Amazing Kids! Magazine

The Brave Pigeon

By Eidya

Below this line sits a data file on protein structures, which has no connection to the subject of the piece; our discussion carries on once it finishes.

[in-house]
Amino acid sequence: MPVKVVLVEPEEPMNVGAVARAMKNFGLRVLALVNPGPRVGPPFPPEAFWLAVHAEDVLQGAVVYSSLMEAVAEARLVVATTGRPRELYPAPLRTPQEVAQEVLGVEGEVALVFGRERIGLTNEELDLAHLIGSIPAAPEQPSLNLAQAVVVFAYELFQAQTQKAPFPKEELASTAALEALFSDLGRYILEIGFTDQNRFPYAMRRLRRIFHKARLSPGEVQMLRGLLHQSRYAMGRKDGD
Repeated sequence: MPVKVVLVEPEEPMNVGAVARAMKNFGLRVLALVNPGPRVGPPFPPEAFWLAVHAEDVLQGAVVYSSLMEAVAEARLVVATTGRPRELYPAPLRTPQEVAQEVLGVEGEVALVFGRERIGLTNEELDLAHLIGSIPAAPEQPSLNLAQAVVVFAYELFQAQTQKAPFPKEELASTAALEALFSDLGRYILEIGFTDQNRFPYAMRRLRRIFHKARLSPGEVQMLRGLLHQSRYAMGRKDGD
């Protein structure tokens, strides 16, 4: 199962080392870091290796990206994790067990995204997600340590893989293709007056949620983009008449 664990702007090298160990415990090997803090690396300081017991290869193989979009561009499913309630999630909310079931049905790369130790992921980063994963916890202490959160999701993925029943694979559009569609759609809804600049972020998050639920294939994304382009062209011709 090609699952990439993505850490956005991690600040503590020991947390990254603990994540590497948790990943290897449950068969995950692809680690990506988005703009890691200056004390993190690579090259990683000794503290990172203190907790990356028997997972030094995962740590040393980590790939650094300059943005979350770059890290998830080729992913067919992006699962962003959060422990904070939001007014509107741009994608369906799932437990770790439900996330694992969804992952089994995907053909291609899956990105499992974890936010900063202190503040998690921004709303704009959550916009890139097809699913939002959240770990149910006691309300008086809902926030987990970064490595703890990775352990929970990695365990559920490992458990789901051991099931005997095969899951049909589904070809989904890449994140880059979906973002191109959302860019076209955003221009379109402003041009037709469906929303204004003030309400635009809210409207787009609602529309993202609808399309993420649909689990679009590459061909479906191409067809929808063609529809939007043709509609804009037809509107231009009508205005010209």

I never thought of writing about a mere pigeon so seriously, but two days back the quick change of events moved me so much that I had to grab a piece of paper and write this true story. I do not want to fictionalize it, as it would be an insult to the brave little bird. My dad reads the Chinese book of changes and keeps harping on the significance of change in our lives and how change holds our world together. I as a child was so accustomed to the regular routine of my daily life that I felt his philosophy to be a bit over the top thing. However, that day when he came to fetch me home, he just mentioned about an injured little pigeon sitting under our front porch and that he and his assistant were trying to help it by securing it in a wire cage so that it could be kept safe from cats and other predators till it recovered from its wounds. He also told me that from the wounds of the little bird, it appeared that the little bird wrenched itself free from the talons of a raptor. We take a walk through an adjoining park to reach our home which lies just a few yards away from my school. The park is full of beautiful flowers, nice lawns and wind-blown trees. There are many birds too, which chirp and dance and sing and hop from branch to branch and fly away. As a child growing up in this surrounding, I always found this nature’s corner in our crowded city as a toy world where things were perfect and beautiful. How could a bird who is so free of care and can fly in the sky so joyfully be ever in trouble? The thought of a little bird bleeding at my doorstep was like a beautiful cloud fallen like a heap in my backyard and turning into mud – very very unreal indeed.